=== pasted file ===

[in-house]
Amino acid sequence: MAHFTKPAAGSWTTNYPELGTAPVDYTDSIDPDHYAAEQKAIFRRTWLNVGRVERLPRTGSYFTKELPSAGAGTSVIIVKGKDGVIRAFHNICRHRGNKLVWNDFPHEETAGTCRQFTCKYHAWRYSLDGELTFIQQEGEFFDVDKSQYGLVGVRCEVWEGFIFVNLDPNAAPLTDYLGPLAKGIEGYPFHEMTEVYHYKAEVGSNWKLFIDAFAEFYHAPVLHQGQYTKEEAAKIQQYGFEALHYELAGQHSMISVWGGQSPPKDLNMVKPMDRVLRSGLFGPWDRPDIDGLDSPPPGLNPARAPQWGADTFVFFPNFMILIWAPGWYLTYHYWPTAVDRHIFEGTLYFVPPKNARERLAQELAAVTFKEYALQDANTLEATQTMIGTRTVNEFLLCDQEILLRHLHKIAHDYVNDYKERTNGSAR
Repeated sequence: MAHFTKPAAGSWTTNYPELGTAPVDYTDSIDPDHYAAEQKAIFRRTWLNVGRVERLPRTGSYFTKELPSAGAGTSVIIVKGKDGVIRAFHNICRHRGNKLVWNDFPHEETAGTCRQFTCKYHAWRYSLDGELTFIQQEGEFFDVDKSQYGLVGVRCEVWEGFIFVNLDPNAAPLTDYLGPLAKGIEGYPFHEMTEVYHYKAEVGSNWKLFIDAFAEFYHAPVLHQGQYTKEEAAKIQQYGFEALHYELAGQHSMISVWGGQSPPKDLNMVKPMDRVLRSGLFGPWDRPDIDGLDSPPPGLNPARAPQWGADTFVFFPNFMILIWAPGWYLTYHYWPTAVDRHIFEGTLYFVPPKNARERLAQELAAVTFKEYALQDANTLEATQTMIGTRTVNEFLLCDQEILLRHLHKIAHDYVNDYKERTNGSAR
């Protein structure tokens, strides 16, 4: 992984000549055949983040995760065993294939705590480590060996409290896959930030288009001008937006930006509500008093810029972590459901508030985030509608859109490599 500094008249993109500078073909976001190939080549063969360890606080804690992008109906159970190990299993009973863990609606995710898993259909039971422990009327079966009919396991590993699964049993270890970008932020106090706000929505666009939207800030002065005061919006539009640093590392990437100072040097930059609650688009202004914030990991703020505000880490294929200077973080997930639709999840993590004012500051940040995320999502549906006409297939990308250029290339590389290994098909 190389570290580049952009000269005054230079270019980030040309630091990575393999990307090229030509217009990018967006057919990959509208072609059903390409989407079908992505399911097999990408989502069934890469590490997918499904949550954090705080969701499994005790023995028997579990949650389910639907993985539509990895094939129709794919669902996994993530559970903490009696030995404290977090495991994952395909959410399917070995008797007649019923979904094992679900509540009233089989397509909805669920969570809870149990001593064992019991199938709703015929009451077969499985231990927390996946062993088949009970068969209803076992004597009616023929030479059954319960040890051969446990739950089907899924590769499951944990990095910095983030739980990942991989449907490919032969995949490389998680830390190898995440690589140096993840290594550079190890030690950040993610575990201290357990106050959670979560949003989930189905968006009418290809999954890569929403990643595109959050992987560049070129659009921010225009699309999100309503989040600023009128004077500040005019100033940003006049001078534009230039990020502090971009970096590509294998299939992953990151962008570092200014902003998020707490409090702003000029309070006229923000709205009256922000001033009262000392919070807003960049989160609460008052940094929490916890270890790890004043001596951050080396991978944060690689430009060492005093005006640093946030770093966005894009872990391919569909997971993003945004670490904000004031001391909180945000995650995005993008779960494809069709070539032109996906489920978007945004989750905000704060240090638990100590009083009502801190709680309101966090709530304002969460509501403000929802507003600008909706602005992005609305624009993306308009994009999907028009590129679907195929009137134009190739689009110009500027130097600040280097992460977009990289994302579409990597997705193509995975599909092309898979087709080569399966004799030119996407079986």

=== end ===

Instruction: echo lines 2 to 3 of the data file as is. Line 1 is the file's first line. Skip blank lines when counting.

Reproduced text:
Amino acid sequence: MAHFTKPAAGSWTTNYPELGTAPVDYTDSIDPDHYAAEQKAIFRRTWLNVGRVERLPRTGSYFTKELPSAGAGTSVIIVKGKDGVIRAFHNICRHRGNKLVWNDFPHEETAGTCRQFTCKYHAWRYSLDGELTFIQQEGEFFDVDKSQYGLVGVRCEVWEGFIFVNLDPNAAPLTDYLGPLAKGIEGYPFHEMTEVYHYKAEVGSNWKLFIDAFAEFYHAPVLHQGQYTKEEAAKIQQYGFEALHYELAGQHSMISVWGGQSPPKDLNMVKPMDRVLRSGLFGPWDRPDIDGLDSPPPGLNPARAPQWGADTFVFFPNFMILIWAPGWYLTYHYWPTAVDRHIFEGTLYFVPPKNARERLAQELAAVTFKEYALQDANTLEATQTMIGTRTVNEFLLCDQEILLRHLHKIAHDYVNDYKERTNGSAR
Repeated sequence: MAHFTKPAAGSWTTNYPELGTAPVDYTDSIDPDHYAAEQKAIFRRTWLNVGRVERLPRTGSYFTKELPSAGAGTSVIIVKGKDGVIRAFHNICRHRGNKLVWNDFPHEETAGTCRQFTCKYHAWRYSLDGELTFIQQEGEFFDVDKSQYGLVGVRCEVWEGFIFVNLDPNAAPLTDYLGPLAKGIEGYPFHEMTEVYHYKAEVGSNWKLFIDAFAEFYHAPVLHQGQYTKEEAAKIQQYGFEALHYELAGQHSMISVWGGQSPPKDLNMVKPMDRVLRSGLFGPWDRPDIDGLDSPPPGLNPARAPQWGADTFVFFPNFMILIWAPGWYLTYHYWPTAVDRHIFEGTLYFVPPKNARERLAQELAAVTFKEYALQDANTLEATQTMIGTRTVNEFLLCDQEILLRHLHKIAHDYVNDYKERTNGSAR